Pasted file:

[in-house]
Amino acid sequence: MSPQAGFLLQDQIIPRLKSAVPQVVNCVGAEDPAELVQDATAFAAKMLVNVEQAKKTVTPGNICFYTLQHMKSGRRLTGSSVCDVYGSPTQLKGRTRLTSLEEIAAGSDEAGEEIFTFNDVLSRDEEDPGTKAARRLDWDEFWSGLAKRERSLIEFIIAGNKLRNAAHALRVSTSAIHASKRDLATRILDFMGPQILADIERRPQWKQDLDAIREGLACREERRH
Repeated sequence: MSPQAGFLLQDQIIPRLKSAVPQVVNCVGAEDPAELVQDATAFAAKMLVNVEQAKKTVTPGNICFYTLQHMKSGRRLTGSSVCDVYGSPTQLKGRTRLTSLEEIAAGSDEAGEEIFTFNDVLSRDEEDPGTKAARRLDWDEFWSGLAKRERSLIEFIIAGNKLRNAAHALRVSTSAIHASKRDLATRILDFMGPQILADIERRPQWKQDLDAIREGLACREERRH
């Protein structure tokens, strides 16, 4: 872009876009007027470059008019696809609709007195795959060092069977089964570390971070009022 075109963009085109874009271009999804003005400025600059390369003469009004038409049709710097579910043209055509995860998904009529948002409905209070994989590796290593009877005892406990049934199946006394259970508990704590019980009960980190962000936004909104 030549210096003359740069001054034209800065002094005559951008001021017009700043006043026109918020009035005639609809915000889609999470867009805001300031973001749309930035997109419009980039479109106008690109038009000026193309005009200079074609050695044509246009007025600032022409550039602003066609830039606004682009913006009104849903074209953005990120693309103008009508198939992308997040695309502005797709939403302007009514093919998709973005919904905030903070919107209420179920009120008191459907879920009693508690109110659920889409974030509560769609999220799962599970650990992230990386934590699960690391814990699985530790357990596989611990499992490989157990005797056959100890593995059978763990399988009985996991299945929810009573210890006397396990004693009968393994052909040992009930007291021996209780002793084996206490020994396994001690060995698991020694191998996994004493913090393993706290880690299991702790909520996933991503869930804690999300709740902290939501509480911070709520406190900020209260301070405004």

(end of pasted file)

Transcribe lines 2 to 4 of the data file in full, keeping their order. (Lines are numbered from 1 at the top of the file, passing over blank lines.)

Amino acid sequence: MSPQAGFLLQDQIIPRLKSAVPQVVNCVGAEDPAELVQDATAFAAKMLVNVEQAKKTVTPGNICFYTLQHMKSGRRLTGSSVCDVYGSPTQLKGRTRLTSLEEIAAGSDEAGEEIFTFNDVLSRDEEDPGTKAARRLDWDEFWSGLAKRERSLIEFIIAGNKLRNAAHALRVSTSAIHASKRDLATRILDFMGPQILADIERRPQWKQDLDAIREGLACREERRH
Repeated sequence: MSPQAGFLLQDQIIPRLKSAVPQVVNCVGAEDPAELVQDATAFAAKMLVNVEQAKKTVTPGNICFYTLQHMKSGRRLTGSSVCDVYGSPTQLKGRTRLTSLEEIAAGSDEAGEEIFTFNDVLSRDEEDPGTKAARRLDWDEFWSGLAKRERSLIEFIIAGNKLRNAAHALRVSTSAIHASKRDLATRILDFMGPQILADIERRPQWKQDLDAIREGLACREERRH
């Protein structure tokens, strides 16, 4: 872009876009007027470059008019696809609709007195795959060092069977089964570390971070009022 075109963009085109874009271009999804003005400025600059390369003469009004038409049709710097579910043209055509995860998904009529948002409905209070994989590796290593009877005892406990049934199946006394259970508990704590019980009960980190962000936004909104 030549210096003359740069001054034209800065002094005559951008001021017009700043006043026109918020009035005639609809915000889609999470867009805001300031973001749309930035997109419009980039479109106008690109038009000026193309005009200079074609050695044509246009007025600032022409550039602003066609830039606004682009913006009104849903074209953005990120693309103008009508198939992308997040695309502005797709939403302007009514093919998709973005919904905030903070919107209420179920009120008191459907879920009693508690109110659920889409974030509560769609999220799962599970650990992230990386934590699960690391814990699985530790357990596989611990499992490989157990005797056959100890593995059978763990399988009985996991299945929810009573210890006397396990004693009968393994052909040992009930007291021996209780002793084996206490020994396994001690060995698991020694191998996994004493913090393993706290880690299991702790909520996933991503869930804690999300709740902290939501509480911070709520406190900020209260301070405004």